We are currently living in the age of personalized healthcare, where treatments can be tailored to the individual to maximize therapeutic benefit. As medicine becomes more personalized, it becomes increasingly complex to determine the correct dosing.
This is the case for the treatment for Hemophilia A, a rare disorder that affects only 400,000 people worldwide. Roche, one of the largest biotech companies in the world, decided to leverage the power of digital technology to provide a simple and convenient solution for physicians who treat patients with Hemophilia A.
To maximize Hemlibra’s therapeutic benefits, Roche developed a digital dosage calculator to aid prescribing physicians. But given the novelty of digital health solutions, navigating the regulatory landscape was a challenge. Would the solution be regulated as a medical device? If so, should the relevant registration strategy be 510(k), CE marking, de novo, or something else? The platform for this kind of solution must meet requirements for a multitude of global standards, regulations, and certifications with monikers like IEC 62304, ISO 13485, ISO 27001, GDPR, HIPAA, and HITRUST.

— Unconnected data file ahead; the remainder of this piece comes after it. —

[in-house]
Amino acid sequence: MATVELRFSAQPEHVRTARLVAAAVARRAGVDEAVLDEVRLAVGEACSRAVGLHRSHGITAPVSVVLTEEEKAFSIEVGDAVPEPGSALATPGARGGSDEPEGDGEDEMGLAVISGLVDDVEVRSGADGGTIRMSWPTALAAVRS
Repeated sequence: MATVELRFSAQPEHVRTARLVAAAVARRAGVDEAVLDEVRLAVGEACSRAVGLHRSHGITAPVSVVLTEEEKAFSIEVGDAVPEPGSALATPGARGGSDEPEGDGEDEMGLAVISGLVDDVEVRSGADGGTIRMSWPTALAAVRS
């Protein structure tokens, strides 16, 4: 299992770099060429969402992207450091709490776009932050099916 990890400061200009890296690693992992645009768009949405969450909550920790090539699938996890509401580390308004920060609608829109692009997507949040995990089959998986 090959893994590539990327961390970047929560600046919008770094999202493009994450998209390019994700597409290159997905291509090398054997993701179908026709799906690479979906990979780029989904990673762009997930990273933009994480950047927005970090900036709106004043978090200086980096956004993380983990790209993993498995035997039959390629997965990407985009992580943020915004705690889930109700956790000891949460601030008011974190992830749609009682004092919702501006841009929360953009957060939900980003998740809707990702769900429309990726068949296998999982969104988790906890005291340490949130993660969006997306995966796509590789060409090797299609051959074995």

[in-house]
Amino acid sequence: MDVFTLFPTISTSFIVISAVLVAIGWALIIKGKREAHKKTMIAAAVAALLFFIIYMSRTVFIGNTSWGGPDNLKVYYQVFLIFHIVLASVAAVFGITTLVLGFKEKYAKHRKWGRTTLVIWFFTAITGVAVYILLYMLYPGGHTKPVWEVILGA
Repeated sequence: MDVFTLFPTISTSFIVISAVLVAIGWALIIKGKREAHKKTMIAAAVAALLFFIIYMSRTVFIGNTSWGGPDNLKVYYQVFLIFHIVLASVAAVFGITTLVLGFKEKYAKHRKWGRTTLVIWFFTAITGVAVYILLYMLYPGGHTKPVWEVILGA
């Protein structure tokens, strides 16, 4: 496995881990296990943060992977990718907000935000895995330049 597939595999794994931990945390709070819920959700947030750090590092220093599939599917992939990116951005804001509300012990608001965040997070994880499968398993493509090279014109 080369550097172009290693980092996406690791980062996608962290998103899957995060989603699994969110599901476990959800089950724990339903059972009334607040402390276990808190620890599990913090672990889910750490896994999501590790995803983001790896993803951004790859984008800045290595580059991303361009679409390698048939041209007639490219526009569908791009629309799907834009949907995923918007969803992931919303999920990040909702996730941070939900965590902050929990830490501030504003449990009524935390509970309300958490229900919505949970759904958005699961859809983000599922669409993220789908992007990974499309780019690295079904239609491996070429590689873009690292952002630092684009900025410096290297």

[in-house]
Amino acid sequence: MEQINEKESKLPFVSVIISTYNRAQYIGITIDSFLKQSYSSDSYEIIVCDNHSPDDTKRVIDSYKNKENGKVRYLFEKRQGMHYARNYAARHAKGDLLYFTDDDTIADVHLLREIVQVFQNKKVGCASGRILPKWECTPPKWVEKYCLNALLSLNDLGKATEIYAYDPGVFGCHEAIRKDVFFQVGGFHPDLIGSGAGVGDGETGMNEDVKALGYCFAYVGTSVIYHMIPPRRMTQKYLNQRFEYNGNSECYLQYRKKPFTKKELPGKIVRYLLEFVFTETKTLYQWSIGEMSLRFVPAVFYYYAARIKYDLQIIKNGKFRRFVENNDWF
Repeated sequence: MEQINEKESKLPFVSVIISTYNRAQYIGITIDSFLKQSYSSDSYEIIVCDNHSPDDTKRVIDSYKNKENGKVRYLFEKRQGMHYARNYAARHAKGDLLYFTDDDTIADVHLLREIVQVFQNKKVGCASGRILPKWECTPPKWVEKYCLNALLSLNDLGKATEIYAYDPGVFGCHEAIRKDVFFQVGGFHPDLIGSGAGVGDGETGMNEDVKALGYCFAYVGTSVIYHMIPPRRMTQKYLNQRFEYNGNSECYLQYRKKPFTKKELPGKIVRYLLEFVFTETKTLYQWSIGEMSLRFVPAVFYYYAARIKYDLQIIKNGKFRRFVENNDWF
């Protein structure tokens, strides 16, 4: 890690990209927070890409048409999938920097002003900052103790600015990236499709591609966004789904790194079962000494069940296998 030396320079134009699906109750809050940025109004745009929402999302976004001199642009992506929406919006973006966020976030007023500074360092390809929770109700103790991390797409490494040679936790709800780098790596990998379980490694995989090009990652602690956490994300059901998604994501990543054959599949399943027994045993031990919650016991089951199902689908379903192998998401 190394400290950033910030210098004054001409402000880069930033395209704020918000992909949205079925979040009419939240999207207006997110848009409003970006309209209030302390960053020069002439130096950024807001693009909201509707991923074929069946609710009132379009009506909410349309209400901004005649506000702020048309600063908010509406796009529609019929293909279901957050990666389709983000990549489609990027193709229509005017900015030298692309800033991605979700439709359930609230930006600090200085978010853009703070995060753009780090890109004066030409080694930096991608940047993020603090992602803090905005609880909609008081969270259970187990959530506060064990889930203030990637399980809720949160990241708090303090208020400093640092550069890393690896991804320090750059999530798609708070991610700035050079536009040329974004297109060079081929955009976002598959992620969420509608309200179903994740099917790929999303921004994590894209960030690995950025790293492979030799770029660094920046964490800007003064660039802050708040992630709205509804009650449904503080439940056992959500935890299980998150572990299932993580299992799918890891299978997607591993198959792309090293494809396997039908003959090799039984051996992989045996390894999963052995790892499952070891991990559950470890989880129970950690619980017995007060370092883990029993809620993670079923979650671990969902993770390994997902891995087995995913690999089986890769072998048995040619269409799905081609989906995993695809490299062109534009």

For Roche, the path forward was clear.
“Our ability to provide a sustainable competitive advantage with our products won't be based on developing our own cloud-based solutions—that’s not our expertise,” says Paul Upham, Head of Smart Devices at Roche / Genentech.
Rather than engineer their own infrastructure, applications, and data stores, they partnered with BrightInsight.
Prior to the BrightInsight Platform, built on Google Cloud, biopharma and medtech had no other alternative but to build their own underlying platform. They found this a significantly expensive thing to do. Building that custom-bespoke solution barely meets the requirements for one solution in one country and doesn’t scale—not to mention it takes an army of engineers and several years to build that infrastructure.
You can learn more about this collaboration, and how we significantly accelerated time to market for Roche’s Software as a Medical Device (SaMD) in our latest case study.